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Microsoft partners primed as HoloLens arrives in Singapore

Microsoft partners primed as HoloLens arrives in Singapore

Self-contained holographic computer running Windows 10 now available in 41 countries

Microsoft HoloLens

Microsoft HoloLens

Microsoft has launched HoloLens in Singapore, creating new market opportunities for developers and partners across the channel.

Effective 12 April, the self-contained holographic computer running Windows 10 is now available in 41 countries, including Australia, China, Japan and New Zealand across Asia.

“At Microsoft, we are on a mission to empower every person and organisation on the planet to achieve more,” Microsoft Singapore, Windows and devices business group lead, Veronica Chiu, said.

“Mixed reality has the potential to help customers and businesses across the globe and in Singapore do things that, until now, have never been possible.

“Mixed reality experiences will help businesses and their employees to complete crucial tasks faster, safer, more efficiently, and create new ways to connect to customers and partners.”

In Singapore, the Infocomm Media Development Authority’s Lab on Wheels program launched an Immersive Media themed bus in March, designed to provide mixed reality experiences to schools and the community.

Leveraging education partner, Serl.io, the bus aims to educate students and the community about how immersive media technologies can impact the way they learn, work, live and play.

Of note to channel resellers and partners, Microsoft HoloLens will be available in two configurations locally, spanning Microsoft HoloLens Developer Edition and Commercial Suite.

The launch of HoloLens in Singapore comes as worldwide spending on augmented reality and virtual reality (AR/VR) prepares to reach US$17.8 billion in 2018, representing an increase of nearly 95 per cent over the $9.1 billion the year previous.

According to IDC findings, and specific to the Asia Pacific region, spending is expected to reach US$5.1 billion during the next 12 months, ahead of Europe, the Middle East and Africa (US$3 billion) but behind the US (US$6.4 billion).

“Virtual reality will continue to drive greater levels of spending in the next 12-18 months, as both consumer and commercial use cases gain traction,” IDC program vice president of devices, Tom Mainelli, said.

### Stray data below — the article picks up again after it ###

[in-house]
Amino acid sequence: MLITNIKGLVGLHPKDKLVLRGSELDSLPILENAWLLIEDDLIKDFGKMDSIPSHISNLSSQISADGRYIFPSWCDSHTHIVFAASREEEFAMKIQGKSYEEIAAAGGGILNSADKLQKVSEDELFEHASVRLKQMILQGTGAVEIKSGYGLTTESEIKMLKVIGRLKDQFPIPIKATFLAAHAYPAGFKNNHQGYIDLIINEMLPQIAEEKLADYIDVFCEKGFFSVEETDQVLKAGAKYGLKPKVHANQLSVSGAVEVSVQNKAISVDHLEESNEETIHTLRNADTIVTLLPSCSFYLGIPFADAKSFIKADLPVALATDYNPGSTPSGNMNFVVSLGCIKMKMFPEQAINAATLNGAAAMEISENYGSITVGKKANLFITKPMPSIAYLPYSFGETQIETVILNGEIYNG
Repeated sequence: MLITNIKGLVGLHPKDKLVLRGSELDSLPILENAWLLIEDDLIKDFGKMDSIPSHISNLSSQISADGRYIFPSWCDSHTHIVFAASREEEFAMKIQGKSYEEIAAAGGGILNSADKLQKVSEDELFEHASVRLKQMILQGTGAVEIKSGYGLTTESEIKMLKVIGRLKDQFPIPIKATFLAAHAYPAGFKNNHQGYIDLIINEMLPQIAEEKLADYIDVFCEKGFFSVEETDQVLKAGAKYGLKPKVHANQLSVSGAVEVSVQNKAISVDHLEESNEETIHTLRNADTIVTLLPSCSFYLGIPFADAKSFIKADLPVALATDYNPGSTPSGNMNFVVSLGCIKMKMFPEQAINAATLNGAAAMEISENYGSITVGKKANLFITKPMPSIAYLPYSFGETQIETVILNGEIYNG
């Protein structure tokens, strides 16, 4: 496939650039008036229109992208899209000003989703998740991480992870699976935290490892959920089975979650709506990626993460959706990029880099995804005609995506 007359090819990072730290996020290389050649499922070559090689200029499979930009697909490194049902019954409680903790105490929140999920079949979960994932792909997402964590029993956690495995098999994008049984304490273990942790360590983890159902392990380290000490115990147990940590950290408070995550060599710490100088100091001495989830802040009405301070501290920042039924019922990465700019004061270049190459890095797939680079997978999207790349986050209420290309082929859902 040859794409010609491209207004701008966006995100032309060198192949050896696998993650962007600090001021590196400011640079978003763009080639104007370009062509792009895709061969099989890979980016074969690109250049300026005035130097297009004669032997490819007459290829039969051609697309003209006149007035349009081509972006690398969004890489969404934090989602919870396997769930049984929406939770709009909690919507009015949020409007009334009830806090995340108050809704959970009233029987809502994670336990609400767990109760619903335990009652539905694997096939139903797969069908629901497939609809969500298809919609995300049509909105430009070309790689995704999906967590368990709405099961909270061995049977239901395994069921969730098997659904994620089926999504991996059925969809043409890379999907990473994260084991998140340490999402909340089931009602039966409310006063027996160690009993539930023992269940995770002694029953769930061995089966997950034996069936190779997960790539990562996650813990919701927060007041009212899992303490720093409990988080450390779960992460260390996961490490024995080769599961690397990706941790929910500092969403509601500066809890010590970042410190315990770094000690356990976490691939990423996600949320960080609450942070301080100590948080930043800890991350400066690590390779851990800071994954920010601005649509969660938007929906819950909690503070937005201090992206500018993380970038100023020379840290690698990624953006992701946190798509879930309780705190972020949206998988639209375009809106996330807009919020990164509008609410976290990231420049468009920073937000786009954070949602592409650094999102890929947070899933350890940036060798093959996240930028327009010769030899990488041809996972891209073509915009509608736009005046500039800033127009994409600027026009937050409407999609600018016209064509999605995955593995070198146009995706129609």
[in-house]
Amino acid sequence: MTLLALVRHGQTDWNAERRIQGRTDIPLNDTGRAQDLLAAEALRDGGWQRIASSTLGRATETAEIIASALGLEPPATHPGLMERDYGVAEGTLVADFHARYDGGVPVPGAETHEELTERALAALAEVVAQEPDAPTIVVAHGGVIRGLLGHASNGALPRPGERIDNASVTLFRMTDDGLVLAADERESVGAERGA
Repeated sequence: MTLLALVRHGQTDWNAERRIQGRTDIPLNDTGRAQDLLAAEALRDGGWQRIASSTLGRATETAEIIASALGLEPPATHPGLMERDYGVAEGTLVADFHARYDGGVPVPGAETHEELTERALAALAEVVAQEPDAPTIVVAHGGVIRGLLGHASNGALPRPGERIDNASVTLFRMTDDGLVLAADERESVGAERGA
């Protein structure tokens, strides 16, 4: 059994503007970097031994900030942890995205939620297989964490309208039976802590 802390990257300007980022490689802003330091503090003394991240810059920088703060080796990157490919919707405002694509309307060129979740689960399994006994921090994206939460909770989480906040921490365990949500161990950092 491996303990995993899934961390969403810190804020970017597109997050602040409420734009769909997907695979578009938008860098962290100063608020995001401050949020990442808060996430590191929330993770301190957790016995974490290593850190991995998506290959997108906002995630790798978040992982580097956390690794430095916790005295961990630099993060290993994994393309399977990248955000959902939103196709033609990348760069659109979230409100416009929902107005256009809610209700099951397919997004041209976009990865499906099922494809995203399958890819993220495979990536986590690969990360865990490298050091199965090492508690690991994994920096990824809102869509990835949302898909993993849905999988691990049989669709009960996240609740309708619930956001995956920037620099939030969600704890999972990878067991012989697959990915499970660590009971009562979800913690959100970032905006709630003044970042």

“There is currently a huge appetite from companies that see tremendous potential in the technology, from product design to retail sales to employee training.

“Meanwhile, the augmented reality market will deliver more modest levels of spending near term with mobile AR on smartphones and tablets likely to garner the most attention from consumers, while head-mounted displays will primarily sell into commercial use cases.”

As explained by Mainelli, the consumer sector will remain the single largest source of spending for AR/VR products and services with worldwide spending in 2018 expected to reach US$6.8 billion.

In contrast, the commercial sectors will represent more than 60 per cent of AR/VR spending in 2018 and grow to more than 85 per cent of the worldwide total in 2021.

From a reseller perspective, the largest of the commercial sectors in 2018 will be distribution and services (US$4.1 billion), led by the retail, transportation, and professional services industries.

Delving deeper, the second largest sector will be manufacturing and resources (US$3.2 billion) with balanced spending across the process manufacturing, construction, and discrete manufacturing industries.

Retail will be the industry with the largest AR/VR spending in 2018, followed by the process manufacturing and construction industries.

“Commercial entities are ready to embrace virtual reality for both customer-facing use cases and internal ones,” IDC research director, Marcus Torchia, added.

“There are a lot of opportunities here to develop commercial-grade hardware and applications that meet the needs of these industries.

“Meanwhile, phone-based AR is likely to garner most of the excitement for the near term and many companies are already experimenting with AR apps and services. Some of these will be useful, many won't be, but over the course of the next 12–18 months, we should start to see developers beginning to grasp the potential of AR.”


Tags Microsoftaugmented realityvirtual realityHoloLens

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